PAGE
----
Land Rover – it’s all about the ‘Grin Factor’

I am not sure who was more excited about the arrival of Mirabeau’s new “RoséRover” – new owner Stephen or my wife?

Not that you could describe Victoria as a farmer. Nor is she particularly clued-up on the machinations of the agrarian sector as a whole. She does, however, have a green thumb, insists on having plants in the house (real ones) and derives particular pleasure from the spring buds as well as flowers in full bloom. And she loves tractors!

Big green John Deeres sporting impossibly large ploughing accessories and extremely large tyres are impressive enough, but her favourites are the little ones; the simple little tractors just getting on with their business. I think her dream would be to drive one all day and visit the local supermarket to buy a couple of wine bottles in a rickety old, smoking, rattly diesel if she had the choice, something akin to the tractors in the movie ‘Cars’. If they were allowed on the highway? We would probably already own one. Yes – she has an affinity for the exotics, but then again Lamborghini started out as a tractor manufacturer right?

What does this have to do with wine? Well, if a tractor is proverbially the farmer’s right hand then a Land Rover is the slightly-more civilised version thereof with a little more room, some more versatility and a bit more comfort (though not by much). Farmers treat their Defenders like farm implements, built for a purpose and merely part of the motor-pool often with months-old mud on the windows, a chicken in the footwell and three bales of hay in the back. It might even have a peculiar odour similar to manure…

Mirabeau needed a new delivery vehicle to complement the Citroën Acadiane for local rosé deliveries and keeping the Mirabeau wine store well stocked. We could have opted for a little Berlingo or a Volkswagen Caddy for this purpose. They are practical, efficient vehicles and would have made for perfectly acceptable solutions. But they crucially lack one thing…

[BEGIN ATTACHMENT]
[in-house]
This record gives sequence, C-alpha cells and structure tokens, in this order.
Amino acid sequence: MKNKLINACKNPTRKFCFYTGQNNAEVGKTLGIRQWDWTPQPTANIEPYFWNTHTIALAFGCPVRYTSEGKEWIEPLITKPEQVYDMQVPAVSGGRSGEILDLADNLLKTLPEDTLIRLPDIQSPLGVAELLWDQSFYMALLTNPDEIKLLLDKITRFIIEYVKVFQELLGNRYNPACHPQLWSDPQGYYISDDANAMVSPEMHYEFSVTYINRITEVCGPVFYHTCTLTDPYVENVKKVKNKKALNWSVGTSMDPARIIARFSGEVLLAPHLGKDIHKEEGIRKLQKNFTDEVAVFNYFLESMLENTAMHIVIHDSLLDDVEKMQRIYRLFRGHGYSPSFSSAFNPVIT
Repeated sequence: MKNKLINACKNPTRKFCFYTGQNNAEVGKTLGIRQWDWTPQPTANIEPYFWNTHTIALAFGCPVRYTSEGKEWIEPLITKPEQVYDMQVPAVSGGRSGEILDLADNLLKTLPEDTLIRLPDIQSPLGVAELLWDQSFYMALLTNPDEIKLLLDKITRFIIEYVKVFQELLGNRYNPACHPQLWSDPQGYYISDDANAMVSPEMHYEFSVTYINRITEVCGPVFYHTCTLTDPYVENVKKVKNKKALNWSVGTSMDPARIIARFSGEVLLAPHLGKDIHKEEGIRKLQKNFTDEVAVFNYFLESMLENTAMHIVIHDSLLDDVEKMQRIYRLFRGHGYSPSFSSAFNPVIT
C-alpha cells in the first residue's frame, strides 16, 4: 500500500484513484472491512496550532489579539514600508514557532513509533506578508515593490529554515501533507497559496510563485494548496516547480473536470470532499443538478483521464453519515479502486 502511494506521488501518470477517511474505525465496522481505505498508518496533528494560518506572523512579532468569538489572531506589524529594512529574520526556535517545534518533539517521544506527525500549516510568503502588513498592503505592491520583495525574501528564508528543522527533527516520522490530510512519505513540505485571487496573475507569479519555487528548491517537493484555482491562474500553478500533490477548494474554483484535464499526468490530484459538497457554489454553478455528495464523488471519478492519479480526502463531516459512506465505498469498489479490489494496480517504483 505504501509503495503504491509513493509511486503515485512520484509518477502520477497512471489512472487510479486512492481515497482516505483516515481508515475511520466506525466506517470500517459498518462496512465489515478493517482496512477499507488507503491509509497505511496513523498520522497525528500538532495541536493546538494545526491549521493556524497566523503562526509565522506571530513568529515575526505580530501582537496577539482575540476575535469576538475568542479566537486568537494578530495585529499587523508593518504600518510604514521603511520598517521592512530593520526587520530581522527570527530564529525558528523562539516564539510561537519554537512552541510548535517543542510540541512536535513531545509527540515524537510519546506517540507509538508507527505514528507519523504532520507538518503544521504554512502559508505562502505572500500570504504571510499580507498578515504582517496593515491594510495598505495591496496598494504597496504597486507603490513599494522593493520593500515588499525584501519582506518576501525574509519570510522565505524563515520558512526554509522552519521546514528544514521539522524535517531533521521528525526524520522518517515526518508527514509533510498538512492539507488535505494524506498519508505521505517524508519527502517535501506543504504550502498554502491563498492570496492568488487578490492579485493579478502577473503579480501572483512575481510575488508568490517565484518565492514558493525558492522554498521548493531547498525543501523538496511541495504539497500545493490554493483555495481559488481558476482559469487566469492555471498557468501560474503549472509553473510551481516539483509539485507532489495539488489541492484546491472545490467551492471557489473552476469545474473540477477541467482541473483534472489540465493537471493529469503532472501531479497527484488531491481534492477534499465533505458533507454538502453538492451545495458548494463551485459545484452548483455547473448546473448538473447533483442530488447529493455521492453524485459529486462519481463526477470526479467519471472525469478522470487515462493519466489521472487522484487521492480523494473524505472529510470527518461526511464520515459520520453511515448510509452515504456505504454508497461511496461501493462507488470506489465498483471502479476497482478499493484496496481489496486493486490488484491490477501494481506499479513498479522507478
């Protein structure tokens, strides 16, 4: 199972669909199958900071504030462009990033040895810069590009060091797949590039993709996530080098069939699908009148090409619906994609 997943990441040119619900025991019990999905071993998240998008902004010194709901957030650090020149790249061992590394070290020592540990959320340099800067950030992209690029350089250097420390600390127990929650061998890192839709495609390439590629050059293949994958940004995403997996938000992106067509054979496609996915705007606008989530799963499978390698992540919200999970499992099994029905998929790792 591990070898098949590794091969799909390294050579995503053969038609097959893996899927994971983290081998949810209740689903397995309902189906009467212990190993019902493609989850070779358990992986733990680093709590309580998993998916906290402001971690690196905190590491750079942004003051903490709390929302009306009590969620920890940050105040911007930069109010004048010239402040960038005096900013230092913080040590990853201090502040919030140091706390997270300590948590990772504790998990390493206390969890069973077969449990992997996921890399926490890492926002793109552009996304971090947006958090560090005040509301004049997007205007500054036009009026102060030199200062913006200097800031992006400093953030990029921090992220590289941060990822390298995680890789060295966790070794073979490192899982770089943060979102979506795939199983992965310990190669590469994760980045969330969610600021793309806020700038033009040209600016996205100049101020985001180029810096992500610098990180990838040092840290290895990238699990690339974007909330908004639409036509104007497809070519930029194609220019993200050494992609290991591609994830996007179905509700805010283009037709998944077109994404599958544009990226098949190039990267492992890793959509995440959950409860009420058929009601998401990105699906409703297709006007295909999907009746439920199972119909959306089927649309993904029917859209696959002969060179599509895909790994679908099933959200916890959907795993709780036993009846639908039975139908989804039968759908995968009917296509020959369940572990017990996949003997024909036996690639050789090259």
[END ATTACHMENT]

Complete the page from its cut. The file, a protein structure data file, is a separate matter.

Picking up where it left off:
The grin factor

And that is what Mirabeau is all about. Having some fun while getting on with the business of making seriously good wine.

Our Acadiane is forty years old and answers to the name of ‘Belle’. It is a hoot to drive: slow, noisy, rolling in the corners and a constant battle between momentum and (lack of) power on the hills. Getting anywhere in a hurry just isn’t an option, but you’ll certainly get there with a big grin on your face. A Defender offers a comparable driving experience.

By this point you might be wondering whether Mirabeau has invested in the modern equivalent of a horse-drawn cart by choosing a Defender, of all things. However the latest (and sadly last) model has leather (yes, it’s true), air-conditioning and even electric windows (can you believe it?). Besides those three nods to ‘luxury’ it is still very primitive compared to a brand new Volvo and the driving experience is akin to a tractor.

But… It has an undeniable charm and a certain presence you can’t quite put your finger on. Refreshingly ‘classless’ – you’re never quite sure whether the owner is the local builder or he actually owns the chateau along with half of the hillside and parks it next to his Aston Martin. It can be seen at the lumber yard or on the forecourt of the Savoy hotel, I mean even the Queen had one.